Telkom was also in the process of changing its share ownership structure to embrace strategic equity partners from the private sector. These partners would own a portion of the company’s shares and, in the process, offer their skills to modernise Telkom.
In 1997, SBC Communications and Telekom Malaysia bought 30% of Telkom, a transaction worth about R5.5-billion at the time. SA’s government further reduced its stake in Telkom when the company was listed on the JSE in 2003.
In 2007 – four years after listing – Telkom, led by CEO Papi Molotsane, launched a strategy to expand the company’s operations in the rest of Africa to find new revenue streams and stem the tide of financial losses. Telkom had no track record or experience outside its South African home market.
Molotsane and the Telkom board first identified Nigeria and then Mauritius for expansion. In March 2007, Telkom acquired a 75% stake in Nigeria’s Multi-Links Telecommunications for $280-million (about R9.8-billion at the time). By January 2009, Telkom took full control of the company by buying the remaining 25% of the company for $130-million.
The investment turned into a financial disaster as Telkom was accused of overpaying for a dud.
A KPMG valuation found that Telkom’s purchase of the remaining 25% stake in Multi-Links was worth $44-million – and not the $130-million the company shelled out.
Operationally, Multi-Links was also facing problems within Nigeria’s fiercely competitive telecommunications industry. Between 2009 and 2010, the company pencilled in a financial loss of about R1.5-billion.
Telkom wrote off about R5-billion in the value of Multi-Links, confirming that it overpaid for its Nigerian adventure. Telkom exited Nigeria in 2010 by selling its entire Multi-Links shareholding to Helios Towers Nigeria for $10-million – a far lower value than the $410-million it forked out to participate in the west African country.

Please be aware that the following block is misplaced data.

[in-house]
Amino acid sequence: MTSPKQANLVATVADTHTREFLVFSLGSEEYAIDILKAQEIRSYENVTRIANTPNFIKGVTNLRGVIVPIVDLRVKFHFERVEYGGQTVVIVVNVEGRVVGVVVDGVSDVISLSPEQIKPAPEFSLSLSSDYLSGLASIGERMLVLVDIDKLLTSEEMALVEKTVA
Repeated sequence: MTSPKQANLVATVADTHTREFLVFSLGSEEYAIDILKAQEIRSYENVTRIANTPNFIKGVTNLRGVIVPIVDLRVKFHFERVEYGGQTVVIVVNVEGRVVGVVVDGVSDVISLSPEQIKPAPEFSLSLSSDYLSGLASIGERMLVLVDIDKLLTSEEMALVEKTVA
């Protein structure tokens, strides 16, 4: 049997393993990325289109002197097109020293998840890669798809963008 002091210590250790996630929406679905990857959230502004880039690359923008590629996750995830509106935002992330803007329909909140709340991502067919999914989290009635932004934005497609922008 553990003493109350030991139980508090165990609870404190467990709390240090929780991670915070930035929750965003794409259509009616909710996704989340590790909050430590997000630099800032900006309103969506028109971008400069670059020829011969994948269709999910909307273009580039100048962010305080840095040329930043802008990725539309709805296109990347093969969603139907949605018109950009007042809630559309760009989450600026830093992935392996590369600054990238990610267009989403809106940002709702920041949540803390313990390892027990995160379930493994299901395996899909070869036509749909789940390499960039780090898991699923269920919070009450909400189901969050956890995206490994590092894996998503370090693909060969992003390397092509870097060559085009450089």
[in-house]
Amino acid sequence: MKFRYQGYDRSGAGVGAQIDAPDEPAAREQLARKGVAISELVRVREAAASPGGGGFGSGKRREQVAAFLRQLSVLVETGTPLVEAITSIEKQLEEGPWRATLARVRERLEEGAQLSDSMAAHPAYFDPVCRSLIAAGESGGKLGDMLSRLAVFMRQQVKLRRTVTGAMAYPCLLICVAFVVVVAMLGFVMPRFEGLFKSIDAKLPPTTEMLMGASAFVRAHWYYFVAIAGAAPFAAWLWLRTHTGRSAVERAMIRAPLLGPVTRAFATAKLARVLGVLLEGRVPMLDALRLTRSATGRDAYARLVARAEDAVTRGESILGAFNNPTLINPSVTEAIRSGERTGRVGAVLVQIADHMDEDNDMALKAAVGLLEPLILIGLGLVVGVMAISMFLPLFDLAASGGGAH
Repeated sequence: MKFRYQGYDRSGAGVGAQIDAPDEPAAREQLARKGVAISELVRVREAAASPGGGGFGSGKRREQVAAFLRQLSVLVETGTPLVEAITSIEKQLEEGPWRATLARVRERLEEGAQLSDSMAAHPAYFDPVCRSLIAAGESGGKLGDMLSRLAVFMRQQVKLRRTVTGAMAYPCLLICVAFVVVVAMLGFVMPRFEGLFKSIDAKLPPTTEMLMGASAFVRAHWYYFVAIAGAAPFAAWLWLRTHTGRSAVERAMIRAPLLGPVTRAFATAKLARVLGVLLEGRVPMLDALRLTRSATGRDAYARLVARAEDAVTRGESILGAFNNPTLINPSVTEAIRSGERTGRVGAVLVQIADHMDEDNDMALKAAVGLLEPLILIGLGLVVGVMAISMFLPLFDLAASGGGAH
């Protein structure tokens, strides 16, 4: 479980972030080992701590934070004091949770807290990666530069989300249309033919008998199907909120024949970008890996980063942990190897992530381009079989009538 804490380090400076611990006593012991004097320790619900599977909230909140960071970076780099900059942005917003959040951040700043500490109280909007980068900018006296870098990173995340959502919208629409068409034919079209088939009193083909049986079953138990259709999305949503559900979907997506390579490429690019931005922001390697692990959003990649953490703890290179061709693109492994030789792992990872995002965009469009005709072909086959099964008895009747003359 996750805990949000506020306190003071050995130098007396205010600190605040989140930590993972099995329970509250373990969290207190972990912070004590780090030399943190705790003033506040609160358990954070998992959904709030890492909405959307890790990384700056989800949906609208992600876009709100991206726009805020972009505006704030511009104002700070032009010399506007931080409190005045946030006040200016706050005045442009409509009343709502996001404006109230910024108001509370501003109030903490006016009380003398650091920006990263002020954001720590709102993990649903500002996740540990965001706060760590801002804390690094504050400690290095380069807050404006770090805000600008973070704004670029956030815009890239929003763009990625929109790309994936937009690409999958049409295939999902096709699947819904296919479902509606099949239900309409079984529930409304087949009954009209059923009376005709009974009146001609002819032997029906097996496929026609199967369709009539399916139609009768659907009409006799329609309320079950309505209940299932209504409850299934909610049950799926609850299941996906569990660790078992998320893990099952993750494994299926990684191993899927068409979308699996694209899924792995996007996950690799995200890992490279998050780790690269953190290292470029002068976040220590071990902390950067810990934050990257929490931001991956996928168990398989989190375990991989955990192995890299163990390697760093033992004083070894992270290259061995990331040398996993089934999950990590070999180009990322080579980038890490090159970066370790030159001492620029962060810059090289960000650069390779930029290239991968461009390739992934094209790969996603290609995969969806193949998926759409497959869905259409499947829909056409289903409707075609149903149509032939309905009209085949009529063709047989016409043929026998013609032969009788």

Shortly after making a foray into Nigeria in 2007, Telkom targeted Mauritius by buying internet businesses iWayAfrica and Africa Online Mauritius. The business suffered the same fate as Multi-Links and performed poorly, resulting in Telkom exiting the investment in 2013.
Now, Ramaphosa and his government are baying for Telkom to pay for their past sins. The SIU investigation will probe, among other things, “maladministration in the affairs of Telkom” regarding the sale or disposal of Multi-Links, iWayAfrica and Africa Online Mauritius.
Possible punishment for spectrum fight
Telkom has relentlessly dragged SA’s telecommunications regulator and the government to court to block efforts to auction and release radio frequency spectrum.
Since early 2021, Telkom has been at the forefront of picking apart the government’s spectrum auction process, calling it unfair and unlawful.
Read more here
The release of new spectrum, which hasn’t happened since 2004, is part of Ramaphosa’s structural reform measures to grow the economy, create jobs and unlock private sector investments. But, with Telkom standing in his way, Ramaphosa has been unable to release spectrum for nearly two years.
Some market watchers have suggested that the SIU probe into Telkom’s affairs might be retaliatory, punishing the company for collapsing Ramaphosa’s spectrum release ambitions.
Telkom recently dropped part of its spectrum court case. It’s possible that the decision to authorise the SIU investigation took place prior to this move.
In any event, while Telkom is not standing in the way of the spectrum auction on 8 March, it has indicated it remains opposed to the process as a whole. DM/BM